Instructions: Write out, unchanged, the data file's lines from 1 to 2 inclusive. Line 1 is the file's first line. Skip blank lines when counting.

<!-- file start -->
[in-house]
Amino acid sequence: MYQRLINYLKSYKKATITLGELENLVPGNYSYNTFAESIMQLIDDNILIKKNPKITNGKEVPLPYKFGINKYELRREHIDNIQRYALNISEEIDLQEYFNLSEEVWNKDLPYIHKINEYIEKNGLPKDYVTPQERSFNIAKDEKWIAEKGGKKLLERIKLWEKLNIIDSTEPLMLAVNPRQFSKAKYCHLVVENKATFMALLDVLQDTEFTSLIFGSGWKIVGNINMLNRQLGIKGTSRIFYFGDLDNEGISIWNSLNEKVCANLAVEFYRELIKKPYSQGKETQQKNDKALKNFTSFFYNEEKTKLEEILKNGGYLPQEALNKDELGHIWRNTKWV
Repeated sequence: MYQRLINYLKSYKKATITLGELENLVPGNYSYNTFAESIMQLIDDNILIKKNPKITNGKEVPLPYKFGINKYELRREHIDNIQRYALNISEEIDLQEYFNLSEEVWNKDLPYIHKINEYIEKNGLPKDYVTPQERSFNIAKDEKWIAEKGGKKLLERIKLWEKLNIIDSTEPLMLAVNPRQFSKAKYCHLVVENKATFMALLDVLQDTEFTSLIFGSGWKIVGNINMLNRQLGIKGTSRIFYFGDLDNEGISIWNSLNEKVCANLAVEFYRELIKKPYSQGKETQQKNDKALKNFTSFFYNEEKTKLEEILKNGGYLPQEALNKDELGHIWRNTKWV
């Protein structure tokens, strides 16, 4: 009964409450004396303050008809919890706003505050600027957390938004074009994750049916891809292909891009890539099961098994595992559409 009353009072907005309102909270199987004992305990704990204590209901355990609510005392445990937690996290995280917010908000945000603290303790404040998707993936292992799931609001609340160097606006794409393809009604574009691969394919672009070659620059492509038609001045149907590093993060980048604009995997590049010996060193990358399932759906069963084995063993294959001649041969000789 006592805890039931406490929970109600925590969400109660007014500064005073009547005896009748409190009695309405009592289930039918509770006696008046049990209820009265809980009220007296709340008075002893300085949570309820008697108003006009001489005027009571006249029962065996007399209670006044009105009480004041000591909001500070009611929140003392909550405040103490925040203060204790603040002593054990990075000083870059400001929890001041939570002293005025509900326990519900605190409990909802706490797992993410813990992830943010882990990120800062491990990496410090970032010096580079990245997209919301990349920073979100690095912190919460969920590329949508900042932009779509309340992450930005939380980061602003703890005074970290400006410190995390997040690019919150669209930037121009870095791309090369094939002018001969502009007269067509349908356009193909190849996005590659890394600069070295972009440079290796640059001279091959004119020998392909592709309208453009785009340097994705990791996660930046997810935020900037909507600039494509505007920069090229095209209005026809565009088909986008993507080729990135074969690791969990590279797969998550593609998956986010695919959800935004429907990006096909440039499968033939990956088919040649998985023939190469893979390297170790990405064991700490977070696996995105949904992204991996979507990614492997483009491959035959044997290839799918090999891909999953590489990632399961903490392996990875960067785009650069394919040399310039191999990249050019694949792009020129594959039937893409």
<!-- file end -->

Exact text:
[in-house]
Amino acid sequence: MYQRLINYLKSYKKATITLGELENLVPGNYSYNTFAESIMQLIDDNILIKKNPKITNGKEVPLPYKFGINKYELRREHIDNIQRYALNISEEIDLQEYFNLSEEVWNKDLPYIHKINEYIEKNGLPKDYVTPQERSFNIAKDEKWIAEKGGKKLLERIKLWEKLNIIDSTEPLMLAVNPRQFSKAKYCHLVVENKATFMALLDVLQDTEFTSLIFGSGWKIVGNINMLNRQLGIKGTSRIFYFGDLDNEGISIWNSLNEKVCANLAVEFYRELIKKPYSQGKETQQKNDKALKNFTSFFYNEEKTKLEEILKNGGYLPQEALNKDELGHIWRNTKWV